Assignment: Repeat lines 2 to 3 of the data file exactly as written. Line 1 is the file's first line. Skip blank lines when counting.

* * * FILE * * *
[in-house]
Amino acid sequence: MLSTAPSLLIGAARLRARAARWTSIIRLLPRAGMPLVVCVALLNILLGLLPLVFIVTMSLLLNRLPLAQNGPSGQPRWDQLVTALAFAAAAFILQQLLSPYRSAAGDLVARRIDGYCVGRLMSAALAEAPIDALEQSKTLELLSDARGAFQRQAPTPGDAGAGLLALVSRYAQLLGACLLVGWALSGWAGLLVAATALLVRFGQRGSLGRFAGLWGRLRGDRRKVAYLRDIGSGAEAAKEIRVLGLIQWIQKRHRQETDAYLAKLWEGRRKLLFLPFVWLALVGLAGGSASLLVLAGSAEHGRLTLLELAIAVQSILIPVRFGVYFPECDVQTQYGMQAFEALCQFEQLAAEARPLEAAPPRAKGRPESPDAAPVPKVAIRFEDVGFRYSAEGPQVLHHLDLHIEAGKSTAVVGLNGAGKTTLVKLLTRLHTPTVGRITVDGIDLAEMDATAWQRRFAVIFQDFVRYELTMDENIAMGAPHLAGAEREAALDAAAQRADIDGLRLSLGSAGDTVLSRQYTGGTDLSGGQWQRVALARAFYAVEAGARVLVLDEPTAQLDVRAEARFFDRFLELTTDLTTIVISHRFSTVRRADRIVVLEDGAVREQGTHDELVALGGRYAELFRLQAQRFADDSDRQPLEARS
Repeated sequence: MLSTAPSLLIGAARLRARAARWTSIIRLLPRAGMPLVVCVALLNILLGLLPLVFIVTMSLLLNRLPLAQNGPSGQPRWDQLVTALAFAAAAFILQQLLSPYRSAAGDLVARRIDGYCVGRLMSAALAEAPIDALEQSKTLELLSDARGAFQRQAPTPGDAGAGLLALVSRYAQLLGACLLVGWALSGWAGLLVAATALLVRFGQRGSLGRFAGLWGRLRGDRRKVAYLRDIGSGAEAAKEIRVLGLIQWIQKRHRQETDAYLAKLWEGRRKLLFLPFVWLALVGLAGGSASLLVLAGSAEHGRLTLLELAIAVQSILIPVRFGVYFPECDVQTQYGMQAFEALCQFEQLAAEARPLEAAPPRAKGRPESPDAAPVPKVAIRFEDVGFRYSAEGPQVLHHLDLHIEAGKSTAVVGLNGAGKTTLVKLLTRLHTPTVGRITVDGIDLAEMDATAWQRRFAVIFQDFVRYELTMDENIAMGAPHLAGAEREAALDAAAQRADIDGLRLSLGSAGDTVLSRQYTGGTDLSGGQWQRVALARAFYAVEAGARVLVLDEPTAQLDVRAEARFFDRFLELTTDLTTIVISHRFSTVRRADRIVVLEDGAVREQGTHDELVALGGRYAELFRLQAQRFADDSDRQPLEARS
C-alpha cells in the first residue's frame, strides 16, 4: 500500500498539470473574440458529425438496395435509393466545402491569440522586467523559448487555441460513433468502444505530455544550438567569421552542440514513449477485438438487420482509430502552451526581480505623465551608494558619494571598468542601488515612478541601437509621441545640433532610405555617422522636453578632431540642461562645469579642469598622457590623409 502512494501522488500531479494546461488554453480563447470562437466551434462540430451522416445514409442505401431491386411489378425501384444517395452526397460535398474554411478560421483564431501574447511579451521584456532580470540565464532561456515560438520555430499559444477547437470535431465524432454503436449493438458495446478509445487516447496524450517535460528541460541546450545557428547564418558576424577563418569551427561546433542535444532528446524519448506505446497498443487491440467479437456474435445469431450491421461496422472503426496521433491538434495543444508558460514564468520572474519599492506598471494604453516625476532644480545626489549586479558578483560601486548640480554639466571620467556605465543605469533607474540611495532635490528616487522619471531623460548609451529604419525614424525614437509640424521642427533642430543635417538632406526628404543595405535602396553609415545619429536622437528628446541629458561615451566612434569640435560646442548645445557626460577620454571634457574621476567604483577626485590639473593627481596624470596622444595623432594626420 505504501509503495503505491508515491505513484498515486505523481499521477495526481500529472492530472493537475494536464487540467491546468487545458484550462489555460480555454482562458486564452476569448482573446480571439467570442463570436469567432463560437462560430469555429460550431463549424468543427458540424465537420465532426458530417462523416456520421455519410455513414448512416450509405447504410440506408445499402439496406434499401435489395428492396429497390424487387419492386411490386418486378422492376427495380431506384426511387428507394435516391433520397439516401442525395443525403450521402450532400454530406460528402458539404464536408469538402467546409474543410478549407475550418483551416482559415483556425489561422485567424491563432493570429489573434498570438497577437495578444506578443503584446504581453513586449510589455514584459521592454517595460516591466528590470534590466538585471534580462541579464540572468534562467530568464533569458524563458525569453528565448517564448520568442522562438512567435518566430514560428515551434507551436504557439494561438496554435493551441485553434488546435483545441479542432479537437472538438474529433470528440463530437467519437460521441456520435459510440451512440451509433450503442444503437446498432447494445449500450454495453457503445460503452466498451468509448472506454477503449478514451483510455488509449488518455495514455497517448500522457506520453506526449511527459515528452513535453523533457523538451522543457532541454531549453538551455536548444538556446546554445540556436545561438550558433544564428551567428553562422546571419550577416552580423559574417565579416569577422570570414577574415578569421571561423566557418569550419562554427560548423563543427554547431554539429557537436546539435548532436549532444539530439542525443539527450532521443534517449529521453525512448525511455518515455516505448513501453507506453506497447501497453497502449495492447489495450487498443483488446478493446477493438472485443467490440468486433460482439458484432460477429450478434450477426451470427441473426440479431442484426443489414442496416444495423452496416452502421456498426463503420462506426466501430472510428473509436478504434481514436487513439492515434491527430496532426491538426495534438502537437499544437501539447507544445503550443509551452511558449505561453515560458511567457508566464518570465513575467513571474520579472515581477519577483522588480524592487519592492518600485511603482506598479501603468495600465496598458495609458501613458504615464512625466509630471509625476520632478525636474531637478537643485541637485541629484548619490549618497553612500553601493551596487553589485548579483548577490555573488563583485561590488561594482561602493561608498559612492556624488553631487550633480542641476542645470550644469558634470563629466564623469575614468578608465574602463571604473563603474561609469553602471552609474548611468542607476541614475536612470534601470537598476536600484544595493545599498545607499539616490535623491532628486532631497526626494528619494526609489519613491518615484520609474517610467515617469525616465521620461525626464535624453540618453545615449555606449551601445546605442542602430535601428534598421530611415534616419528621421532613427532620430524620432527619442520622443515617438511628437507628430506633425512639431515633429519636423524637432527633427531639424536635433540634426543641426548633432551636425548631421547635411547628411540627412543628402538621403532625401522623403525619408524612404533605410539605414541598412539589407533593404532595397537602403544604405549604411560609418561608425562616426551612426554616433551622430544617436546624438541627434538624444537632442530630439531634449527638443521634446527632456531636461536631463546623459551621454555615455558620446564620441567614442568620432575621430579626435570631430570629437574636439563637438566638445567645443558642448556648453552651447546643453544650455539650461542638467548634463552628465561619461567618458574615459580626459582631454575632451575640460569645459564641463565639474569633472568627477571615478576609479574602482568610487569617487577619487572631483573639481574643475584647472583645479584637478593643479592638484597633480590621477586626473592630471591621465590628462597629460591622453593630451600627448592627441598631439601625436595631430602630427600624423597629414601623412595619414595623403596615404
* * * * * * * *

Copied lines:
Amino acid sequence: MLSTAPSLLIGAARLRARAARWTSIIRLLPRAGMPLVVCVALLNILLGLLPLVFIVTMSLLLNRLPLAQNGPSGQPRWDQLVTALAFAAAAFILQQLLSPYRSAAGDLVARRIDGYCVGRLMSAALAEAPIDALEQSKTLELLSDARGAFQRQAPTPGDAGAGLLALVSRYAQLLGACLLVGWALSGWAGLLVAATALLVRFGQRGSLGRFAGLWGRLRGDRRKVAYLRDIGSGAEAAKEIRVLGLIQWIQKRHRQETDAYLAKLWEGRRKLLFLPFVWLALVGLAGGSASLLVLAGSAEHGRLTLLELAIAVQSILIPVRFGVYFPECDVQTQYGMQAFEALCQFEQLAAEARPLEAAPPRAKGRPESPDAAPVPKVAIRFEDVGFRYSAEGPQVLHHLDLHIEAGKSTAVVGLNGAGKTTLVKLLTRLHTPTVGRITVDGIDLAEMDATAWQRRFAVIFQDFVRYELTMDENIAMGAPHLAGAEREAALDAAAQRADIDGLRLSLGSAGDTVLSRQYTGGTDLSGGQWQRVALARAFYAVEAGARVLVLDEPTAQLDVRAEARFFDRFLELTTDLTTIVISHRFSTVRRADRIVVLEDGAVREQGTHDELVALGGRYAELFRLQAQRFADDSDRQPLEARS
Repeated sequence: MLSTAPSLLIGAARLRARAARWTSIIRLLPRAGMPLVVCVALLNILLGLLPLVFIVTMSLLLNRLPLAQNGPSGQPRWDQLVTALAFAAAAFILQQLLSPYRSAAGDLVARRIDGYCVGRLMSAALAEAPIDALEQSKTLELLSDARGAFQRQAPTPGDAGAGLLALVSRYAQLLGACLLVGWALSGWAGLLVAATALLVRFGQRGSLGRFAGLWGRLRGDRRKVAYLRDIGSGAEAAKEIRVLGLIQWIQKRHRQETDAYLAKLWEGRRKLLFLPFVWLALVGLAGGSASLLVLAGSAEHGRLTLLELAIAVQSILIPVRFGVYFPECDVQTQYGMQAFEALCQFEQLAAEARPLEAAPPRAKGRPESPDAAPVPKVAIRFEDVGFRYSAEGPQVLHHLDLHIEAGKSTAVVGLNGAGKTTLVKLLTRLHTPTVGRITVDGIDLAEMDATAWQRRFAVIFQDFVRYELTMDENIAMGAPHLAGAEREAALDAAAQRADIDGLRLSLGSAGDTVLSRQYTGGTDLSGGQWQRVALARAFYAVEAGARVLVLDEPTAQLDVRAEARFFDRFLELTTDLTTIVISHRFSTVRRADRIVVLEDGAVREQGTHDELVALGGRYAELFRLQAQRFADDSDRQPLEARS